• CAMH is acting as an agent of the HSPs for purposes of PHIPA, and therefore the provision of PHI to CAMH is a use of the information and not a disclosure of PHI.

What security protections are currently in place?

  • Section 9 and Schedule F to the ESPA set out the minimum technical, physical and administrative protections that CAMH must comply with to ensure that PHI of the HSPs is maintained securely.
  • These protections include authentication measures, regular vulnerability scanning, mandatory and ongoing training of staff, backup security and business recovery plans, routine surveillance of the premises and network security controls.
  • Reconnect as lead agency undertook a PIA and TRA of the CBI Project. The Assessments identified no risks at a “High” level and assessed the residual risk level of the project to be “Low”.
  • CAMH is undertaking its own PIA and TRA and has committed in the ESPA to remediate any security and privacy risks which could impact the CBI Project.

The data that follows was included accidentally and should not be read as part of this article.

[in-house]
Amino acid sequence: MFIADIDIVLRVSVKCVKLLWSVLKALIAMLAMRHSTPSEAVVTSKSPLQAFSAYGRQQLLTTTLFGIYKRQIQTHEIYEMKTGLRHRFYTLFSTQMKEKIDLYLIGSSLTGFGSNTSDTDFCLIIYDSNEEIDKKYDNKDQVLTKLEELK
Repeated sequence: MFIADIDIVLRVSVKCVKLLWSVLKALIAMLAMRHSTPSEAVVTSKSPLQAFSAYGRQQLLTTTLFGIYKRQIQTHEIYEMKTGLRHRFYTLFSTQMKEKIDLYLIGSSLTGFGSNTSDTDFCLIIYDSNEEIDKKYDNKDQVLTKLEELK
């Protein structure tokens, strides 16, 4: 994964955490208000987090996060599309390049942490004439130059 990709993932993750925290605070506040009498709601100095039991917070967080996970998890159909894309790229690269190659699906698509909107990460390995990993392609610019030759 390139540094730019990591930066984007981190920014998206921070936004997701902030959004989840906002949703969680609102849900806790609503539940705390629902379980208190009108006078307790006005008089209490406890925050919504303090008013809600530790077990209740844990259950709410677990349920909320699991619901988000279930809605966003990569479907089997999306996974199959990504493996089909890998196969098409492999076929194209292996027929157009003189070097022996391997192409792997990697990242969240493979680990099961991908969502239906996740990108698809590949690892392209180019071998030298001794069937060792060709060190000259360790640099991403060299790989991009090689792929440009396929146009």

What processes have taken place to protect the interests of all HSPs in the ESPA?

  • PARC engaged independent legal counsel (Ted Hyland of Iler Campbell) to review the ESPA to ensure that the interests of HSPs are protected.
  • A number of amendments were proposed by independent counsel, mostly to clarify the ESPA. These amendments were incorporated into the ESPA.
  • The CBI Working Group is comprised of 9 HSPs who have been involved in developing the ESPA.
  • The Privacy and Data Access Sub-Group has also reviewed the ESPA to ensure that the interests of all parties to the ESPA are protected.

Why is CAMH an electronic services provider (ESP) and not a health information network provider (HINP)?

  • The characterization of whether CAMH is an ESP or HINP depends on whether the HSPs using the electronic services will be sharing PHI electronically among themselves. If no PHI is to be shared electronically among the HSPs then CAMH will not be acting as a HINP.
  • As none of the HSPs will be sharing PHI electronically among themselves, CAMH will not be acting as a HINP.
  • An electronic services provider is defined as: “A person who provides good or services for the purpose of enabling a health information custodian to use electronic means to collect, use, modify, disclose, retain or dispose of personal health information.” (PHIPA, s. 10 (4))